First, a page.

This is my rifle. There are many like it, but this one is mine. It is my life. I must master it as I must master my life. –The Rifleman’s Creed
Tonight my son calls from Fort Benning, Georgia to let me know how he is progressing with his boot camp training. He’s only allowed to make an eight-minute call, so it’s not really a conversation. He reports on what has transpired since he last talked with me, and by the time he’s finished, I have just enough time to say, “It sounds like things are going really well,” before I’m cut off.
“I have to go, Dad. Good talking with you.”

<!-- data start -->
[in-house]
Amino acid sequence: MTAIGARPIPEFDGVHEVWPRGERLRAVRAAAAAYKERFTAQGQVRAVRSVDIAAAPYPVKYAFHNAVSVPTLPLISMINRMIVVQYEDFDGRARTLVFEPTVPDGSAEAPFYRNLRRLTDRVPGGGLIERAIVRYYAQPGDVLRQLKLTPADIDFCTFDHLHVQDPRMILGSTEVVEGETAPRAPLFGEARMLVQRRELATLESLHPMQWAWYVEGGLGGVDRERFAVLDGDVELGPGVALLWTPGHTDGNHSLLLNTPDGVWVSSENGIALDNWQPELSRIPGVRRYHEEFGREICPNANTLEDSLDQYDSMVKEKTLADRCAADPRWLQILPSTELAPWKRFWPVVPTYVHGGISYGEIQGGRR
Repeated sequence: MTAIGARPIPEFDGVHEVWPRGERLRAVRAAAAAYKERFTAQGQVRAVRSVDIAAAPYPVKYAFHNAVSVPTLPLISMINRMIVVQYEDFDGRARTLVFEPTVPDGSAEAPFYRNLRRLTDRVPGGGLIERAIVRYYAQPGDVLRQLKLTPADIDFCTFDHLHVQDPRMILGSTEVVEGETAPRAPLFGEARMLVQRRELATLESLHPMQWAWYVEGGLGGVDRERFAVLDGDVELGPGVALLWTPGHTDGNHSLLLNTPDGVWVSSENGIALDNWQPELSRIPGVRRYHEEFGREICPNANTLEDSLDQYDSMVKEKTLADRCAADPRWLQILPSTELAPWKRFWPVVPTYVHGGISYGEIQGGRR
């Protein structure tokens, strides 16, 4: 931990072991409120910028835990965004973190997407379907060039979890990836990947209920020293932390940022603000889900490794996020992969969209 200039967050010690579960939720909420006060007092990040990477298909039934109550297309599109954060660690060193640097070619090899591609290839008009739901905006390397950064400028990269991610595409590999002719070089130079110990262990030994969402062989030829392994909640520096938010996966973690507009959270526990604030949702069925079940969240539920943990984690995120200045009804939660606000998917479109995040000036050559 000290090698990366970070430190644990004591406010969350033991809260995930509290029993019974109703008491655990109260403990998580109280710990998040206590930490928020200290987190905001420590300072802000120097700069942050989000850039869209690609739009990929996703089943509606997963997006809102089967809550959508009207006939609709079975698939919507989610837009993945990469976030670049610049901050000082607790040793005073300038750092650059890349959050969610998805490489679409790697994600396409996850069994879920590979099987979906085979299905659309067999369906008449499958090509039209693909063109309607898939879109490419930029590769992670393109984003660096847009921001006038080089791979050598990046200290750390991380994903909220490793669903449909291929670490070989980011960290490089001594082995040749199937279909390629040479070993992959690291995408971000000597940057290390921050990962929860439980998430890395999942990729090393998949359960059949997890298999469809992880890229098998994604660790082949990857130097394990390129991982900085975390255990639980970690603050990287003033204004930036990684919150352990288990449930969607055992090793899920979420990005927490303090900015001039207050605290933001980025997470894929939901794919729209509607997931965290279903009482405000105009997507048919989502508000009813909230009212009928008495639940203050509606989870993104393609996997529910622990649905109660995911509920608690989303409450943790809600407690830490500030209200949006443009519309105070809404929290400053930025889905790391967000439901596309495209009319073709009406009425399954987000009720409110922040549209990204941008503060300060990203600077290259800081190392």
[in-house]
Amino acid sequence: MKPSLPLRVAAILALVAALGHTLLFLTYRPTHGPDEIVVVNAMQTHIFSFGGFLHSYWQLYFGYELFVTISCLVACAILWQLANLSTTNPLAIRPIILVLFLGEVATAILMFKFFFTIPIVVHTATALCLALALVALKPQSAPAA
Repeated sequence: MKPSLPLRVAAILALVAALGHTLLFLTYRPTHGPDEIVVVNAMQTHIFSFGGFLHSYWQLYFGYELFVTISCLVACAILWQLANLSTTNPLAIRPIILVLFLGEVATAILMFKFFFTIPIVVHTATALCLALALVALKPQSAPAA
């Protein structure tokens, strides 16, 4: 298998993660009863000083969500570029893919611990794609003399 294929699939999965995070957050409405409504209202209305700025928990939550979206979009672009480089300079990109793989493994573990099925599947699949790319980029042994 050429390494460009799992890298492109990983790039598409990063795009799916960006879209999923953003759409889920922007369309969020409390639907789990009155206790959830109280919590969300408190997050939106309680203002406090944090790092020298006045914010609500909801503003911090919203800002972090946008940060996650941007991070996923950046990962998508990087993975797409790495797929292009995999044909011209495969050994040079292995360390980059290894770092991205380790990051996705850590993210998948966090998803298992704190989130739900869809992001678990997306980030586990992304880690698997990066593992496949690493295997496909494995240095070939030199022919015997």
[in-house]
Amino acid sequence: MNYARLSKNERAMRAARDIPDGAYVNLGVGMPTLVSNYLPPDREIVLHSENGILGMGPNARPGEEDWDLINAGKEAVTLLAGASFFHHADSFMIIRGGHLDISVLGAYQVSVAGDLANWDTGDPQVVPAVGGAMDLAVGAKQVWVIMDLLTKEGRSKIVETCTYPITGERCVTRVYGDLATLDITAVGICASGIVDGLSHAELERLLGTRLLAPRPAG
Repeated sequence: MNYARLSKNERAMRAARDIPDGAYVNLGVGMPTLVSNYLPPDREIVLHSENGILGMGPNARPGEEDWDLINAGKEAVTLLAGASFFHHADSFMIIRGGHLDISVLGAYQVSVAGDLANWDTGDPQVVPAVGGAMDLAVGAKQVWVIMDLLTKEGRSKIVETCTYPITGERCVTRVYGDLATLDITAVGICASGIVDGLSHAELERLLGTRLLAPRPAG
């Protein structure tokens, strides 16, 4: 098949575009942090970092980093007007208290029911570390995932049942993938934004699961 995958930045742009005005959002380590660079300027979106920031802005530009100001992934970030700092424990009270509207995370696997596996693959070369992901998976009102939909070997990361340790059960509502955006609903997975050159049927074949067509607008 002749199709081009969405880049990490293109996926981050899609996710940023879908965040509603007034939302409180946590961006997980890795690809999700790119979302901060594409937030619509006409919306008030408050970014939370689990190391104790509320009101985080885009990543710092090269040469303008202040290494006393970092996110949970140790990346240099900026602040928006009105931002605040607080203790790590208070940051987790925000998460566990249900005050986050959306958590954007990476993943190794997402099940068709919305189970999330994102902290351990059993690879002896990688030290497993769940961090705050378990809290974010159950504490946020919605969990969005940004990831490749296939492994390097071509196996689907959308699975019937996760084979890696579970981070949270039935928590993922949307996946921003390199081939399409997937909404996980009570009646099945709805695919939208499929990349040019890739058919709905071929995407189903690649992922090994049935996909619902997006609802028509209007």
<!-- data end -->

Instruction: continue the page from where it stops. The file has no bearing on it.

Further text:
I put the phone down and go out to the kitchen to make a pot of coffee. With the sun setting at around 4 P.M. now, seven o’clock feels much later than it is. I sit down at the kitchen table and look out the window. A light rain is falling, and the wind is beginning to pick up. From what my son said, it seems he’s enjoying his experience, and making the most of it. This past week, his training focused on marksmanship and hand-to-hand combat. “I made it up to five-on-one before somebody finally got me in a headlock I couldn’t get out of. I had to tap out.”